What do you get when you combine hip hop music with black consciousness? Emperor Seize Fyre!
If it’s not true that this music act is in a class of his own, then it is true that there are very few like him. The songwriter, rapper and poet infuses Rasta and African consciousness into his own blend of a pensive kind of hip hop which questions the misdeeds that abound in the world, and which is disconnected from the frivolities of the superstar life that many contemporary artistes embody.
Emperor Seize Fyre whose real name is Ellis Mfodjoe Torku, is a product of St Augustine’s college in Cape Coast, and started working at building his talent back in the day after his high school education, by performing on the few hip hop shows around at the time.
It was then that he discovered music as his career and turned to freestyle rap, studying African culture and history, and learning from the realities of life.
He was a founding member of the hip hop group Black Shaolin Monkz, who were probably the first group to release a hip hop album in Ghana called Mama Africa. That was somewhere around 2003. Seize Fyre’s presence and vibe on the 10-track cassette album, gave him his real introduction to the game.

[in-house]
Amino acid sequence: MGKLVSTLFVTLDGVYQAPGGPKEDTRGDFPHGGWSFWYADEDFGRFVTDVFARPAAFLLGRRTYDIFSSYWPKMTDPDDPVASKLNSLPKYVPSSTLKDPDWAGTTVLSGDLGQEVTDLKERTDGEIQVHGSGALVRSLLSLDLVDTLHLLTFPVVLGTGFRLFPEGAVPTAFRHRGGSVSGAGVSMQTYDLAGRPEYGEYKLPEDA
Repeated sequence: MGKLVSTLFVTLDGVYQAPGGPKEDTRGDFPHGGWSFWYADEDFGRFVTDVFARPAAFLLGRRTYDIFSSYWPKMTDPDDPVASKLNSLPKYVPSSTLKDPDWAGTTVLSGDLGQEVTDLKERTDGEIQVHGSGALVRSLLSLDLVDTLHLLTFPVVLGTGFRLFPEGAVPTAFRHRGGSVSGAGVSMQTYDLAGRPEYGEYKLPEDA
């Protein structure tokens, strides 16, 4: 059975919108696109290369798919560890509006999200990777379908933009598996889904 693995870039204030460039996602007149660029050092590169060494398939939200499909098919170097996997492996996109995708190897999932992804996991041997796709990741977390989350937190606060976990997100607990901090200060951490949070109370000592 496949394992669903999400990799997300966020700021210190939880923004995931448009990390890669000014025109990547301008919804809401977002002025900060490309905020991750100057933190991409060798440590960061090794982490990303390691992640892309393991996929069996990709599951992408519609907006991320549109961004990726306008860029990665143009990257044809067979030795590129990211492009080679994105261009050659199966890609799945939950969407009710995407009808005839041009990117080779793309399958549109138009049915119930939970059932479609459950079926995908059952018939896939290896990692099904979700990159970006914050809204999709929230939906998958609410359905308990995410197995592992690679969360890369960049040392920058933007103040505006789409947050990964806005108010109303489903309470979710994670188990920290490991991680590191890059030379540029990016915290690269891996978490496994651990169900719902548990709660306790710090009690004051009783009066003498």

He has since collaborated with artistes like Shasha Marley in the soundtrack ‘Cease Fire’ in which they both lament the decay, wars and power struggles that have engulfed the world and left many people dead and many others seeking shelter as refugees in other countries. In essence, Shasha and the Emperor call for peace and a ceasefire around the world as the song title says.
According to Emperor Seize Fyre, his music is about these seven principles: truth, righteousness, justice, order, balance, harmony and reciprocity.
“As the righteous African speaking truth always (RASTA), I use hip hop music in reconciling all the rivalry and gangs in the various genres of the music industry, to make it one strong voice for Africa: RAP or what I call Real African Power.”
As a conscious African, Seize Fyre is also involved in building bridges between Africans at home and in the diaspora. He is the leader of the group Holla Blak, a Ghana-based group of Africans from the motherland and the diaspora, mainly the United States of America.